Considering the above and the ruthless and relentless course of COVID-19, it is submitted that the aforementioned regimen protocol of HCQ and lopinavir–ritonavir tailor-made as per se verity score of COVID-19 and the precarious condition when a COVID-19-positive patient mandates a 24 h constant professional vigil (a situation that is too demanding and not practically viable), the following demands attention and diligence with utmost care and caution being observed in welfare of the patient.

Recently, an article by Hung et al. [4] described that a triple antiviral therapy involving the combination of interferon-β-1b, lopinavir–ritonavir, and ribavirin was safe and superior in treatment of mild to moderate Covid-19. However, the study by Chong et al. [5] showed that potentially significant cardiac adverse effects were common in patients treated with HCQ add on therapy to lopinavir–ritonavir. It may be pertinent to mention that most medications currently in use for COVID-19 (i.e. HCQ, chloroquine, lopinavir–ritonavir, and azithromycin) all are associated with QTc prolongation. It has been recommended by Sarma et al. [6], that ECG monitoring is essential in a patient with COVID-19 with pre-existing cardiac morbidity. Nonetheless in the absence of a definitive protocol, there is a need of additional trials for combination therapy of antiviral drugs in patients with COVID-19.

'Till a specific antiviral agent is discovered that inhibits the entry and restricts the unfolding of virion and its replication, the dictum of present times, withstanding its vicissitudes, is a regimen of HCQ and lopinavir–ritonavir, tailor-made to severity score of COVID-19, and is the most logical bridge providing the essential scaffold for tomorrow's definitive anti-COVID-19 management protocol'.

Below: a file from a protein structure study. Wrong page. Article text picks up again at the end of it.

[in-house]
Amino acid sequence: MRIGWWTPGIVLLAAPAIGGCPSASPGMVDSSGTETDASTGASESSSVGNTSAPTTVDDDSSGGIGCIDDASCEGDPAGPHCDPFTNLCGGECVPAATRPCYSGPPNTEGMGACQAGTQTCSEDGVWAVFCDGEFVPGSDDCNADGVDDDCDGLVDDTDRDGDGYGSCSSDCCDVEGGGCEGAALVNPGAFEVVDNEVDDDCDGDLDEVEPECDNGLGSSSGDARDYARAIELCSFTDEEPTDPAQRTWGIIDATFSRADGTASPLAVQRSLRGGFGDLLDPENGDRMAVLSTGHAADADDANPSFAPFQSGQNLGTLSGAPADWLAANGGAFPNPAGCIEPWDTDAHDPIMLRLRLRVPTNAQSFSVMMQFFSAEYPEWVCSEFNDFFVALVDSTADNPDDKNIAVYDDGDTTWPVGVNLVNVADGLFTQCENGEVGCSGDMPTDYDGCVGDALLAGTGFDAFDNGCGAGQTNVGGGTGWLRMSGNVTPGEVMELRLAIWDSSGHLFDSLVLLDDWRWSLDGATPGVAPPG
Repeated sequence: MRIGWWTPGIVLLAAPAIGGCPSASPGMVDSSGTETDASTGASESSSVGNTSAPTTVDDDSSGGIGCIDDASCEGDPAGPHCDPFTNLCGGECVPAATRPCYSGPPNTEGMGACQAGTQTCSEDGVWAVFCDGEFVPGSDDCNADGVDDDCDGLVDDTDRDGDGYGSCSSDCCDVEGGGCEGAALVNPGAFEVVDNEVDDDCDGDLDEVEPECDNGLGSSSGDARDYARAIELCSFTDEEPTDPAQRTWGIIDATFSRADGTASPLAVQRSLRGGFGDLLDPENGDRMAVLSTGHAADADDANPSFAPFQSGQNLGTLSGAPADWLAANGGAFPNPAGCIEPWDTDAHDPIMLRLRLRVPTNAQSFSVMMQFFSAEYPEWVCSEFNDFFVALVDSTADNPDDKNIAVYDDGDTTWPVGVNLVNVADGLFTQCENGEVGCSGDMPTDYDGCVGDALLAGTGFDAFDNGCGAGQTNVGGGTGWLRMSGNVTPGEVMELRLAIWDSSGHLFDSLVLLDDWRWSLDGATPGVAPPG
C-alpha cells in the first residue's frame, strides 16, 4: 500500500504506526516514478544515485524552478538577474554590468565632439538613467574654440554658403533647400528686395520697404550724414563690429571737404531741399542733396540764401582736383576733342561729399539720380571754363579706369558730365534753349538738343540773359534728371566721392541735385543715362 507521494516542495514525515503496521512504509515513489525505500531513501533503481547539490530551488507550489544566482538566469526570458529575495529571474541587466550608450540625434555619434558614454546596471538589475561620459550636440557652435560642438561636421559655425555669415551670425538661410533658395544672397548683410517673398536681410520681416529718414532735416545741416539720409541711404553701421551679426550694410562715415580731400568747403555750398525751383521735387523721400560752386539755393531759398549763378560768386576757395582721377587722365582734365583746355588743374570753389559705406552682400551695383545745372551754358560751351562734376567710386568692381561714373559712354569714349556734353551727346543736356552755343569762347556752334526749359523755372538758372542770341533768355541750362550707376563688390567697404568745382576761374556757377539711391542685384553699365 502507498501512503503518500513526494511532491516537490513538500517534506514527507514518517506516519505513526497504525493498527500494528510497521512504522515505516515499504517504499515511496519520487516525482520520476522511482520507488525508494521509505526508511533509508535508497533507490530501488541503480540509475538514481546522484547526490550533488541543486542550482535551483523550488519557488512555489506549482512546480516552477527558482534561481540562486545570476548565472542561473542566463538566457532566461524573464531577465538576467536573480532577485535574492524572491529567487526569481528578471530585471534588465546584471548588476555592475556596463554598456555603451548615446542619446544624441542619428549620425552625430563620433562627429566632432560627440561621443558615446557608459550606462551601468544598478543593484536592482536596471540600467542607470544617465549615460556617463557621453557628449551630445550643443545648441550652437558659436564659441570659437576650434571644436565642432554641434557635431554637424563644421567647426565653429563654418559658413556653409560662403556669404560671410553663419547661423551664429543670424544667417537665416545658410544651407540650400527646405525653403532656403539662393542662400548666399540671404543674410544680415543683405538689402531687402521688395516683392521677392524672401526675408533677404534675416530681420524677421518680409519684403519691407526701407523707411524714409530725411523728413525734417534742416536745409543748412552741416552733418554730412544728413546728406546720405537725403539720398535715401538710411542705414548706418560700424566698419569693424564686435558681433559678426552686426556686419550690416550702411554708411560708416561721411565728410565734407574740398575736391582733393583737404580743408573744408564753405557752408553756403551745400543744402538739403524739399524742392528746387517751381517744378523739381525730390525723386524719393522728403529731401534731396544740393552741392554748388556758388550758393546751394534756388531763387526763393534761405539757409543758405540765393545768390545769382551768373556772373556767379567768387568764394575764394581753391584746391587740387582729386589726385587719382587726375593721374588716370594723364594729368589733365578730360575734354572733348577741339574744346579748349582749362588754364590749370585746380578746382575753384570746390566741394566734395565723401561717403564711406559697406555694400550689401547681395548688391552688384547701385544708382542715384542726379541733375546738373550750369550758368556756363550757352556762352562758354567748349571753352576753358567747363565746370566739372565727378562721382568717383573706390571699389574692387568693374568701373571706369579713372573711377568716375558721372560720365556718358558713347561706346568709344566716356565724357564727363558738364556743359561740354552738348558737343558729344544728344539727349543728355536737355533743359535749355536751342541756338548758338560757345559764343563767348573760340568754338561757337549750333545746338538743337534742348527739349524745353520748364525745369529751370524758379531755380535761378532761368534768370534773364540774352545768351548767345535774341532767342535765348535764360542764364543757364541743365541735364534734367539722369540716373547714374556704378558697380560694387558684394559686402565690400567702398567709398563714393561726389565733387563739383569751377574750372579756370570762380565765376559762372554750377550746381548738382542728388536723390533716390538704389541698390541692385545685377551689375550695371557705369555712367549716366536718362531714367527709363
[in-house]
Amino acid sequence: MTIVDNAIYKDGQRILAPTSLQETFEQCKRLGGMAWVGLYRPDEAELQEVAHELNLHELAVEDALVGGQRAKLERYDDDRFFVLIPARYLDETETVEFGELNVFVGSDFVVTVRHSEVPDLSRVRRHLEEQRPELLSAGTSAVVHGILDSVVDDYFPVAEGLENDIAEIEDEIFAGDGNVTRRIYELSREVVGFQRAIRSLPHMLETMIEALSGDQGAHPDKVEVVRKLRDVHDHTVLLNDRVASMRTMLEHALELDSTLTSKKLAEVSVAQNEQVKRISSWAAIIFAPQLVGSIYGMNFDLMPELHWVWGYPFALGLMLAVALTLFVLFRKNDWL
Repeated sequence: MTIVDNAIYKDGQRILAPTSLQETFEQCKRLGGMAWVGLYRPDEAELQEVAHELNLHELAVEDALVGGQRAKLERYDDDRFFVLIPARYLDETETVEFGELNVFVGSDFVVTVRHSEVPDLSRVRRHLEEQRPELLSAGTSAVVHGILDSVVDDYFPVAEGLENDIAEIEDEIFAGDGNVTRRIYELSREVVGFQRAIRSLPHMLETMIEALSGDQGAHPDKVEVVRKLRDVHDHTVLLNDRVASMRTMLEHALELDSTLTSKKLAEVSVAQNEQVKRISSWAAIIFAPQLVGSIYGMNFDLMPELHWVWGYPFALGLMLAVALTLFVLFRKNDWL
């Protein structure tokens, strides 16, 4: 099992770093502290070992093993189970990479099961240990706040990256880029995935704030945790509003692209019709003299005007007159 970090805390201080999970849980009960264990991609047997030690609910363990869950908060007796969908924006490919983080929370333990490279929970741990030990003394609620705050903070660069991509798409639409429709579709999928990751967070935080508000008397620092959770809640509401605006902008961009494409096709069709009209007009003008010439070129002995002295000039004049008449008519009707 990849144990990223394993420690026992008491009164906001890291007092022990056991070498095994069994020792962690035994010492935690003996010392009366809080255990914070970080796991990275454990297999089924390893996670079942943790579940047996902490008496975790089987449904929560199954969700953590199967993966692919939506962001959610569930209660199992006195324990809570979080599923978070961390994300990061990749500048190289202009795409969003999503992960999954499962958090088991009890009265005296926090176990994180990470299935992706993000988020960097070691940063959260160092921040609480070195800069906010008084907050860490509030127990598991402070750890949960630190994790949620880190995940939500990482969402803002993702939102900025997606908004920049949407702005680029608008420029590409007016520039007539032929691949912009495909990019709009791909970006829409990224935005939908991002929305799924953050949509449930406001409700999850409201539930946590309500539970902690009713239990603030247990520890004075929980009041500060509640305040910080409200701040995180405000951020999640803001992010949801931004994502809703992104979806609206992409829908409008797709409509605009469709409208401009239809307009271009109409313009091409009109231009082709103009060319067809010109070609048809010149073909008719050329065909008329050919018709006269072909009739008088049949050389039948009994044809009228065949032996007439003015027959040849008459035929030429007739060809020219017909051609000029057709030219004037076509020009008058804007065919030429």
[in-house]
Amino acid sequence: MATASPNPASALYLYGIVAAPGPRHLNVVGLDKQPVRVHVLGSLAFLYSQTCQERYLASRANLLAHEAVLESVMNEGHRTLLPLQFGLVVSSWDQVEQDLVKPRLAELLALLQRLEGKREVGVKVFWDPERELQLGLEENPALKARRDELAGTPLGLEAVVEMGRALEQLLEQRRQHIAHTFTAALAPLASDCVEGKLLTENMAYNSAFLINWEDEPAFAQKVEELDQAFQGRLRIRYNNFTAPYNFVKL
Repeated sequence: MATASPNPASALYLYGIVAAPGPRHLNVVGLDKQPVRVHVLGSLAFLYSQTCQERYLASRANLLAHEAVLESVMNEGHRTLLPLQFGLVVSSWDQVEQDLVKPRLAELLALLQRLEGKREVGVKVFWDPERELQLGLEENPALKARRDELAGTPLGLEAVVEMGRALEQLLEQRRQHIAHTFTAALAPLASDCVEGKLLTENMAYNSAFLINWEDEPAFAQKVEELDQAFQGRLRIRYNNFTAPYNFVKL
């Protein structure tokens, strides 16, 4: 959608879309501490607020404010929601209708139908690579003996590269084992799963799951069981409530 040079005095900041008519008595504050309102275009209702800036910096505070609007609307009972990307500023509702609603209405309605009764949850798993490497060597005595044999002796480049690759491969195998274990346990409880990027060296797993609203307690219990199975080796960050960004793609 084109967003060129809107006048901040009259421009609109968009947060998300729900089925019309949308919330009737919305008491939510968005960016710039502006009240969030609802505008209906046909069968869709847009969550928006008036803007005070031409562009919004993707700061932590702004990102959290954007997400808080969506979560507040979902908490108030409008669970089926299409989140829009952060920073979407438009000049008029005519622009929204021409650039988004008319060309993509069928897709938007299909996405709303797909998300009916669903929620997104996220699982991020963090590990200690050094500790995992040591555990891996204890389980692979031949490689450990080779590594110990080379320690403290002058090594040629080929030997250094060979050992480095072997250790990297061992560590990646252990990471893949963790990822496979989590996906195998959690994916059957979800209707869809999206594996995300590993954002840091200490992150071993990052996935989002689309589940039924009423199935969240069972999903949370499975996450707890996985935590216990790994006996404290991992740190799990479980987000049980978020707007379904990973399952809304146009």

Financial support and sponsorship

Nil.

Conflicts of interest

There are no conflicts of interest.



 
  References Top

1.
Wrapp D, Wang N, Corbett KS, Goldsmith JA, Hsieh CL, Abiona O, et al. Cryo-EM structure of the 2019-nCoV spike in the perfusion conformation. Science 2020; 367:1260–1263.  Back to cited text no. 1
    
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Wu C, Liu Y, Yang Y, Zhang P, Zhong W, Wang Y, et al. Analysis of therapeutic targets for SARS-CoV-2 and discovery of potential drugs by computational methods. Acta Pharm Sin B 2020; 10:766–788. doi: 10.1016/j.apsb.2020.02.008.  Back to cited text no. 2
    
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Geleris J, Sun Y, Platt J, Zucker J, Baldwin M, Hripcsak G, et al. Observational study of hydroxychloroquine in hospitalized patients with Covid-19. N Engl J Med 2020;382:2411–2418. DOI: 10.1056/NEJMoa2012410.  Back to cited text no. 3
    
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Hung IF-N, Lung K-C, Tso EY-K, Liu R, Chung TW-H, Chu M-Y, et al. Triple combination of interferon beta-1b, lopinavir–ritonavir, and ribavirin in the treatment of patients admitted to hospital with COVID-19: an open-label, randomised, phase 2 trial. The Lancet 2020; 395:1695–1704. DOI: https://doi.org/10.1016/S0140-6736(20)31042-4.  Back to cited text no. 4
    
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Chong VH, Chong PL, Metussin D, Asli R, Momin RN, Mani BI, et al. Conduction abnormalities in hydroxychloroquine add on therapy to lopinavir/ritonavir in COVID-19. J Med Virol 2020. [published online ahead of print, 2020 May 13]. doi: 10.1002/jmv.26004.  Back to cited text no. 5
    
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Sarma P, Kaur H, Kumar H, Mahendru D, Avti P, Bhattacharyya A, et al. Virological and clinical cure in COVID-19 patients treated with hydroxychloroquine: a systematic review and meta-analysis. J Med Virol 2020; 92:776–785. 10.1002/jmv.25898.  Back to cited text no. 6